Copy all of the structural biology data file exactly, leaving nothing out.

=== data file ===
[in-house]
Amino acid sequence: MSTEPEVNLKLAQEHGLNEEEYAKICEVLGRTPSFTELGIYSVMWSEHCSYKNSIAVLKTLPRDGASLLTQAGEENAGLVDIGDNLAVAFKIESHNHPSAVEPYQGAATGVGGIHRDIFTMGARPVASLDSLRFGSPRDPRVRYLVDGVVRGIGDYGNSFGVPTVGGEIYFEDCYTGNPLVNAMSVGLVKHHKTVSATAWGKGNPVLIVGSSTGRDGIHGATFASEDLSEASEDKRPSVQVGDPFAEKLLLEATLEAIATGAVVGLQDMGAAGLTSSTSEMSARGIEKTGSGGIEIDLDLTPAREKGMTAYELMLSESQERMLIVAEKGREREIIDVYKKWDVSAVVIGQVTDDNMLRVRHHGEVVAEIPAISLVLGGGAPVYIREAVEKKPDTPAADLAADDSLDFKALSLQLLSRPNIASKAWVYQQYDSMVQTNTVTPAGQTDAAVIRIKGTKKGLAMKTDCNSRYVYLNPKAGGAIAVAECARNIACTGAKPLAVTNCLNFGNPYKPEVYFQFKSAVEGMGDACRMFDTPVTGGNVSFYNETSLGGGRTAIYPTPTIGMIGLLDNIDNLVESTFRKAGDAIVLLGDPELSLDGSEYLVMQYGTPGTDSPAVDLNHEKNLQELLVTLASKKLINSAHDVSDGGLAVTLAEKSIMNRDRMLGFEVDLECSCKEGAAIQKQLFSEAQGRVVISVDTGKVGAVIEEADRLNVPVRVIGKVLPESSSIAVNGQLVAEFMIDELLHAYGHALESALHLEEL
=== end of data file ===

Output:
[in-house]
Amino acid sequence: MSTEPEVNLKLAQEHGLNEEEYAKICEVLGRTPSFTELGIYSVMWSEHCSYKNSIAVLKTLPRDGASLLTQAGEENAGLVDIGDNLAVAFKIESHNHPSAVEPYQGAATGVGGIHRDIFTMGARPVASLDSLRFGSPRDPRVRYLVDGVVRGIGDYGNSFGVPTVGGEIYFEDCYTGNPLVNAMSVGLVKHHKTVSATAWGKGNPVLIVGSSTGRDGIHGATFASEDLSEASEDKRPSVQVGDPFAEKLLLEATLEAIATGAVVGLQDMGAAGLTSSTSEMSARGIEKTGSGGIEIDLDLTPAREKGMTAYELMLSESQERMLIVAEKGREREIIDVYKKWDVSAVVIGQVTDDNMLRVRHHGEVVAEIPAISLVLGGGAPVYIREAVEKKPDTPAADLAADDSLDFKALSLQLLSRPNIASKAWVYQQYDSMVQTNTVTPAGQTDAAVIRIKGTKKGLAMKTDCNSRYVYLNPKAGGAIAVAECARNIACTGAKPLAVTNCLNFGNPYKPEVYFQFKSAVEGMGDACRMFDTPVTGGNVSFYNETSLGGGRTAIYPTPTIGMIGLLDNIDNLVESTFRKAGDAIVLLGDPELSLDGSEYLVMQYGTPGTDSPAVDLNHEKNLQELLVTLASKKLINSAHDVSDGGLAVTLAEKSIMNRDRMLGFEVDLECSCKEGAAIQKQLFSEAQGRVVISVDTGKVGAVIEEADRLNVPVRVIGKVLPESSSIAVNGQLVAEFMIDELLHAYGHALESALHLEEL